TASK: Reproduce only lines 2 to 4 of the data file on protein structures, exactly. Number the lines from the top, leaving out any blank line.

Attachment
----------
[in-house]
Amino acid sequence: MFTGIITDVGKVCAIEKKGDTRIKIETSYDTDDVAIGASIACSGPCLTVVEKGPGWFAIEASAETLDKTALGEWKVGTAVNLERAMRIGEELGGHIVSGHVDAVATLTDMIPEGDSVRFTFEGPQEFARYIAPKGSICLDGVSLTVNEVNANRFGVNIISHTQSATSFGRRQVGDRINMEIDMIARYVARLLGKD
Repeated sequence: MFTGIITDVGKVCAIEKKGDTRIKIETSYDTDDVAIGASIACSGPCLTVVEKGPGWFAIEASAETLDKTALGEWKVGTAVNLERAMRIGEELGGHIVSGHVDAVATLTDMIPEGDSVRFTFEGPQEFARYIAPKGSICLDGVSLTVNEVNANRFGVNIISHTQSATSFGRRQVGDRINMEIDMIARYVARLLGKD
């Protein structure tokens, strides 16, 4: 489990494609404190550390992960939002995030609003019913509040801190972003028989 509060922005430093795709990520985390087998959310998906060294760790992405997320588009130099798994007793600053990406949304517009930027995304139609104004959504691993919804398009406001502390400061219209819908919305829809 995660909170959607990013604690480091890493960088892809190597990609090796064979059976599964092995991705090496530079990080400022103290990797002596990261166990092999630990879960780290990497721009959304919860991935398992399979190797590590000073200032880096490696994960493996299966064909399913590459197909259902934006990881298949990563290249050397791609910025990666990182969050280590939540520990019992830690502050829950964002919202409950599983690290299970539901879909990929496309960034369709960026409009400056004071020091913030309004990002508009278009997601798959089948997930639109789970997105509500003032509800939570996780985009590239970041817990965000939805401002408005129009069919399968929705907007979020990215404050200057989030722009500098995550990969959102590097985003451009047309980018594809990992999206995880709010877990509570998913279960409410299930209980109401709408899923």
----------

Amino acid sequence: MFTGIITDVGKVCAIEKKGDTRIKIETSYDTDDVAIGASIACSGPCLTVVEKGPGWFAIEASAETLDKTALGEWKVGTAVNLERAMRIGEELGGHIVSGHVDAVATLTDMIPEGDSVRFTFEGPQEFARYIAPKGSICLDGVSLTVNEVNANRFGVNIISHTQSATSFGRRQVGDRINMEIDMIARYVARLLGKD
Repeated sequence: MFTGIITDVGKVCAIEKKGDTRIKIETSYDTDDVAIGASIACSGPCLTVVEKGPGWFAIEASAETLDKTALGEWKVGTAVNLERAMRIGEELGGHIVSGHVDAVATLTDMIPEGDSVRFTFEGPQEFARYIAPKGSICLDGVSLTVNEVNANRFGVNIISHTQSATSFGRRQVGDRINMEIDMIARYVARLLGKD
């Protein structure tokens, strides 16, 4: 489990494609404190550390992960939002995030609003019913509040801190972003028989 509060922005430093795709990520985390087998959310998906060294760790992405997320588009130099798994007793600053990406949304517009930027995304139609104004959504691993919804398009406001502390400061219209819908919305829809 995660909170959607990013604690480091890493960088892809190597990609090796064979059976599964092995991705090496530079990080400022103290990797002596990261166990092999630990879960780290990497721009959304919860991935398992399979190797590590000073200032880096490696994960493996299966064909399913590459197909259902934006990881298949990563290249050397791609910025990666990182969050280590939540520990019992830690502050829950964002919202409950599983690290299970539901879909990929496309960034369709960026409009400056004071020091913030309004990002508009278009997601798959089948997930639109789970997105509500003032509800939570996780985009590239970041817990965000939805401002408005129009069919399968929705907007979020990215404050200057989030722009500098995550990969959102590097985003451009047309980018594809990992999206995880709010877990509570998913279960409410299930209980109401709408899923």